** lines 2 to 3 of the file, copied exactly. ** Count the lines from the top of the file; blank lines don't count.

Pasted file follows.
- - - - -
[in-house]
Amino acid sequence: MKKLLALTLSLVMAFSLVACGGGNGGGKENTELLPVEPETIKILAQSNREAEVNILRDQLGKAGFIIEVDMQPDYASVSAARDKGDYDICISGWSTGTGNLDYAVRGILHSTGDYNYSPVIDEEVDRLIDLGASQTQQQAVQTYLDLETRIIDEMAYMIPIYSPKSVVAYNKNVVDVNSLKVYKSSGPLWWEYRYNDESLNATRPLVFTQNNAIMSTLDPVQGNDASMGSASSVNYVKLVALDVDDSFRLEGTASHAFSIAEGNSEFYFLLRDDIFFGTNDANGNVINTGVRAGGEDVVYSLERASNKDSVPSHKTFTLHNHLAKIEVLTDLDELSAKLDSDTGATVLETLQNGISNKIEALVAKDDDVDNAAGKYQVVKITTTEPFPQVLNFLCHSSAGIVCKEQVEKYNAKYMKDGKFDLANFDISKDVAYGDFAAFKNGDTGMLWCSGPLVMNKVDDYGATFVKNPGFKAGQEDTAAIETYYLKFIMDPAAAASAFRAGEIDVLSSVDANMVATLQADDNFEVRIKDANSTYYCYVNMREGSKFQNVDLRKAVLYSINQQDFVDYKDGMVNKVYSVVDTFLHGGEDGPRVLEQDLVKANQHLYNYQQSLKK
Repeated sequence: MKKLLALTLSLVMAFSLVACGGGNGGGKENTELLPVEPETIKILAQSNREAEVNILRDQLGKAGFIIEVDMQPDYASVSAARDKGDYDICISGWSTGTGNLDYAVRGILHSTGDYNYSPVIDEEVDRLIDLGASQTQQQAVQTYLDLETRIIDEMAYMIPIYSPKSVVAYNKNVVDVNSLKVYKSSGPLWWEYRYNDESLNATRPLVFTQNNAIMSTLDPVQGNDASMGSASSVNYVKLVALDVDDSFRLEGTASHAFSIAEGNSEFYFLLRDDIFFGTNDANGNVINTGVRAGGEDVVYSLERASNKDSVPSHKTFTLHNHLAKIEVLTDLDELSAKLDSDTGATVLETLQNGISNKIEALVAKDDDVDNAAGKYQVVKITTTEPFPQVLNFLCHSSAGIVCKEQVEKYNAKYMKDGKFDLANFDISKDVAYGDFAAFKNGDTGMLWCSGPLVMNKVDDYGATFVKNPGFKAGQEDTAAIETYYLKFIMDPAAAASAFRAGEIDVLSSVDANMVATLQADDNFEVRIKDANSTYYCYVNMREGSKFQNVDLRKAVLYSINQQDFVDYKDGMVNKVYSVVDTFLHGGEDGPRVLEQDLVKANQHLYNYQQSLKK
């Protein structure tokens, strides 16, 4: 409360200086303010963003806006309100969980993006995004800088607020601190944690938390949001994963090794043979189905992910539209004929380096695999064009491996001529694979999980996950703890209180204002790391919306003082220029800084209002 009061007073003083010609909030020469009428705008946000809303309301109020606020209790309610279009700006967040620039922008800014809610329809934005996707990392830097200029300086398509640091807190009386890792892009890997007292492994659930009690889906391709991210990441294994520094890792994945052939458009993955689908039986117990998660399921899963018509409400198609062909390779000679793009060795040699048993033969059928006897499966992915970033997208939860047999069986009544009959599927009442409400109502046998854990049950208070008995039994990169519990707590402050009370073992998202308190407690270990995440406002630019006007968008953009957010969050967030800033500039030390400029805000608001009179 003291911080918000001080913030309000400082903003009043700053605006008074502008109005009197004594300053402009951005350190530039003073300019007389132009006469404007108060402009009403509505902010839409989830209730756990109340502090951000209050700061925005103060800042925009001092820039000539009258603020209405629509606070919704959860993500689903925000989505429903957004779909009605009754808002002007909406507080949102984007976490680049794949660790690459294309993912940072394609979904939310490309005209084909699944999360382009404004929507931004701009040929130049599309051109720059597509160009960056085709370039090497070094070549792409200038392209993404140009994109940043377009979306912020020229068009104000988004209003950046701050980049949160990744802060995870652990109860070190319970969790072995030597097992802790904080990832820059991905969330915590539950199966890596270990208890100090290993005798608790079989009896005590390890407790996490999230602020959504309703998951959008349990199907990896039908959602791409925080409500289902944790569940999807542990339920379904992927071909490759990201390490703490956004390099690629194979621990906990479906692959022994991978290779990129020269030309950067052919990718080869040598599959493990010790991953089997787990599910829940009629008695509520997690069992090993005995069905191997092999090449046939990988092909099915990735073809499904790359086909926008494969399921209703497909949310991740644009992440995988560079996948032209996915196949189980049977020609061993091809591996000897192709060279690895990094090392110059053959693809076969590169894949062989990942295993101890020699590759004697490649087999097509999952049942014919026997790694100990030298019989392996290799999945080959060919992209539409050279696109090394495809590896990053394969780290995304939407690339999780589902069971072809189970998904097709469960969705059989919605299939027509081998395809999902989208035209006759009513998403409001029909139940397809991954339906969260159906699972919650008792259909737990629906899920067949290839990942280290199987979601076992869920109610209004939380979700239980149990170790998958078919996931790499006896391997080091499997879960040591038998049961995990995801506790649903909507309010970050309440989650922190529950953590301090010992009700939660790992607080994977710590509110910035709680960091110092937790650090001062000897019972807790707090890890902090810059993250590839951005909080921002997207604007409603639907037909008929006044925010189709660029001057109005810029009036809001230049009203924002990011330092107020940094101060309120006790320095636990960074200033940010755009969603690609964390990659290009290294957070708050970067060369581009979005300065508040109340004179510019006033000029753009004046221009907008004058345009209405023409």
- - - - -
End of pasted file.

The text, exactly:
Amino acid sequence: MKKLLALTLSLVMAFSLVACGGGNGGGKENTELLPVEPETIKILAQSNREAEVNILRDQLGKAGFIIEVDMQPDYASVSAARDKGDYDICISGWSTGTGNLDYAVRGILHSTGDYNYSPVIDEEVDRLIDLGASQTQQQAVQTYLDLETRIIDEMAYMIPIYSPKSVVAYNKNVVDVNSLKVYKSSGPLWWEYRYNDESLNATRPLVFTQNNAIMSTLDPVQGNDASMGSASSVNYVKLVALDVDDSFRLEGTASHAFSIAEGNSEFYFLLRDDIFFGTNDANGNVINTGVRAGGEDVVYSLERASNKDSVPSHKTFTLHNHLAKIEVLTDLDELSAKLDSDTGATVLETLQNGISNKIEALVAKDDDVDNAAGKYQVVKITTTEPFPQVLNFLCHSSAGIVCKEQVEKYNAKYMKDGKFDLANFDISKDVAYGDFAAFKNGDTGMLWCSGPLVMNKVDDYGATFVKNPGFKAGQEDTAAIETYYLKFIMDPAAAASAFRAGEIDVLSSVDANMVATLQADDNFEVRIKDANSTYYCYVNMREGSKFQNVDLRKAVLYSINQQDFVDYKDGMVNKVYSVVDTFLHGGEDGPRVLEQDLVKANQHLYNYQQSLKK
Repeated sequence: MKKLLALTLSLVMAFSLVACGGGNGGGKENTELLPVEPETIKILAQSNREAEVNILRDQLGKAGFIIEVDMQPDYASVSAARDKGDYDICISGWSTGTGNLDYAVRGILHSTGDYNYSPVIDEEVDRLIDLGASQTQQQAVQTYLDLETRIIDEMAYMIPIYSPKSVVAYNKNVVDVNSLKVYKSSGPLWWEYRYNDESLNATRPLVFTQNNAIMSTLDPVQGNDASMGSASSVNYVKLVALDVDDSFRLEGTASHAFSIAEGNSEFYFLLRDDIFFGTNDANGNVINTGVRAGGEDVVYSLERASNKDSVPSHKTFTLHNHLAKIEVLTDLDELSAKLDSDTGATVLETLQNGISNKIEALVAKDDDVDNAAGKYQVVKITTTEPFPQVLNFLCHSSAGIVCKEQVEKYNAKYMKDGKFDLANFDISKDVAYGDFAAFKNGDTGMLWCSGPLVMNKVDDYGATFVKNPGFKAGQEDTAAIETYYLKFIMDPAAAASAFRAGEIDVLSSVDANMVATLQADDNFEVRIKDANSTYYCYVNMREGSKFQNVDLRKAVLYSINQQDFVDYKDGMVNKVYSVVDTFLHGGEDGPRVLEQDLVKANQHLYNYQQSLKK